"Antoine's grandfather, Gerard Clément, was one of the most respected winemakers in the region and one of the founders of the 'Menetou-Salon' appellation. He is still present on the domain and for Antoine he was and still is his great inspiration and example. He started his career in a wine shop and later became a wine buyer for one of France's largest wine merchants. Here he was given the opportunity to expand his knowledge enormously and gain international experience (ex. in Australia). After 12 years of experience, he returned to the domain in 2012 to put all that experience into practice. As a winemaker, Antoine feels like a conductor who transforms the soil into music. Every wine must be a natural reflection of its soil and requires sustainable agriculture to achieve this. The winegrower is the cement between the grape variety and the final wine. He does not want to manipulate the wine, but only to accompany it gently. That is why all grapes are picked by hand, only gravity is used and no yeasts are added to get the fermentation going.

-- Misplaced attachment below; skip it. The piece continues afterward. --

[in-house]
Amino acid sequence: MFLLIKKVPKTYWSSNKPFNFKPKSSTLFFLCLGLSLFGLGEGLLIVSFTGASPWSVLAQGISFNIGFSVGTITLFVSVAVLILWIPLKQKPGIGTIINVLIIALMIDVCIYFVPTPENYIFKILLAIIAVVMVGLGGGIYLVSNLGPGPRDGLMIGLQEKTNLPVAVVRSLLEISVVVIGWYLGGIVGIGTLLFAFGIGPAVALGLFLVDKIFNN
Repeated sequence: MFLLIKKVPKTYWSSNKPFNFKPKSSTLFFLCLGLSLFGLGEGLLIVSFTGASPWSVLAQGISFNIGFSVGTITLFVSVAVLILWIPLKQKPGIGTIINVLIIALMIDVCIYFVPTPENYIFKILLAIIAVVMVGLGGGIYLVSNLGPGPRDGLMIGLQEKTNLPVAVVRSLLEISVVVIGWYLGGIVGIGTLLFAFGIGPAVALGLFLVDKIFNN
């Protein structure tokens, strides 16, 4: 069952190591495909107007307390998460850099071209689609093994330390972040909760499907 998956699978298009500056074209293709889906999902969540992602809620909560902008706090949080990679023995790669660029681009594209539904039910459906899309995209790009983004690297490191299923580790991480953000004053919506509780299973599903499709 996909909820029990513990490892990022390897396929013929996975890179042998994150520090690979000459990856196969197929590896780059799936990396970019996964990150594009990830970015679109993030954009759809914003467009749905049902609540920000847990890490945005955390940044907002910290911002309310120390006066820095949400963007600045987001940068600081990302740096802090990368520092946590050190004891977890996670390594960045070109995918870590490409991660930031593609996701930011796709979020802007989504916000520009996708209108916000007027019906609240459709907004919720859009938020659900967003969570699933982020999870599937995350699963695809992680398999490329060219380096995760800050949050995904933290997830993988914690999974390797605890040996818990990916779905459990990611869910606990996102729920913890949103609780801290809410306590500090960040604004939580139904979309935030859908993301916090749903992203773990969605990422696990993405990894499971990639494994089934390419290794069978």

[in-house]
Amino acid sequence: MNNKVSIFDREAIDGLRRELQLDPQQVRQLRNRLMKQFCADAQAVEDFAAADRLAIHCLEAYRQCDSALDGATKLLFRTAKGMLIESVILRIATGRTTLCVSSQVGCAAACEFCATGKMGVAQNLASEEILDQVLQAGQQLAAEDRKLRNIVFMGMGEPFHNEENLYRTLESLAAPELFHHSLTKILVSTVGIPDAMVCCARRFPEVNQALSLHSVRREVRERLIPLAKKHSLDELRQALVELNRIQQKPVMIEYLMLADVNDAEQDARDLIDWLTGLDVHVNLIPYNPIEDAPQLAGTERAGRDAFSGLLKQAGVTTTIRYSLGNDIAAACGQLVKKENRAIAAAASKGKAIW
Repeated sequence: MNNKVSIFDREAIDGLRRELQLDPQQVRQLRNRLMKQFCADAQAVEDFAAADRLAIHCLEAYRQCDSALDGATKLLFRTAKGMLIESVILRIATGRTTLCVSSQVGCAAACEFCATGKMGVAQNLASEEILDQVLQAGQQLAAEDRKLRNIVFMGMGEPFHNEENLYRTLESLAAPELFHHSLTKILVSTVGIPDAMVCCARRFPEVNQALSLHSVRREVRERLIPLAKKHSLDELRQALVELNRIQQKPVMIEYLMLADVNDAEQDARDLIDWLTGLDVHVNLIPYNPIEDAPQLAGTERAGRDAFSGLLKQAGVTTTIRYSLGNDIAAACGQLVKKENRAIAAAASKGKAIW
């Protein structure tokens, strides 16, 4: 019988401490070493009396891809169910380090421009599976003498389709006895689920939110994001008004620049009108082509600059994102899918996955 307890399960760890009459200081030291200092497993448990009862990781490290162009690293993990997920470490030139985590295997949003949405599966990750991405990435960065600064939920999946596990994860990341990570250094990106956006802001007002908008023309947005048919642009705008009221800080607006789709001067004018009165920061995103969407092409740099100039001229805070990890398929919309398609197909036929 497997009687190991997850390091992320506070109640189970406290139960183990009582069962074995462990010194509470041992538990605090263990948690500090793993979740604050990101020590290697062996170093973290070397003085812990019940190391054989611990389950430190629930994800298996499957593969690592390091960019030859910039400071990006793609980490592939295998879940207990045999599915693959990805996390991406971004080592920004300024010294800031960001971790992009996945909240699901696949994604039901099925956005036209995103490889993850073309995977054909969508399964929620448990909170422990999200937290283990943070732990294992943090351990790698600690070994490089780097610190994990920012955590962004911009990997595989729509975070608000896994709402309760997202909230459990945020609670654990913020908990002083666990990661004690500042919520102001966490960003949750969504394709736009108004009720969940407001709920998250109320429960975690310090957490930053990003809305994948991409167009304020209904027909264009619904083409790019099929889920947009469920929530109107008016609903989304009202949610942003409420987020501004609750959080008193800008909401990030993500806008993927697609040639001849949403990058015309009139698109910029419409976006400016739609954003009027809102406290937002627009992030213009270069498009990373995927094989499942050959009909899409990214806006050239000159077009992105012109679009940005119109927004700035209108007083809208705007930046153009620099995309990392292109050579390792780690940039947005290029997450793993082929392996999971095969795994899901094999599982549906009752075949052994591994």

With the different terroirs, Antoine de la Farge always manages to achieve delicious results. At Pouilly-sur-Loire, he works on a soil of 65% Silex supplemented with caillottes (white chalk). For Quincy, the harvest comes from a soil of sand and clay. In Menetou-Salon the grapes grow on kimmeridgien, the famous calcareous soil with lots of marl and shells, while Sancerre is also composed of caillottes.
Monocepages of Sauvignon Blanc and Pinot Noir. Sauvignon Blanc is the most important grape variety in the region. Given the climatic conditions and the diversity of the terroirs, Sauvignon Blanc has a very slow ripening process in this region which allows the development of citrus notes and the finesse of the grape variety. Pinot Noir, a delicate grape for its colour and structure, requires special care to express its finesse and elegance. An average barrel aging produces light and fruity red wines with aromas of red fruit, a longer period produces wines with a more assertive structure and a more powerful bouquet." ~Antoine de la Farge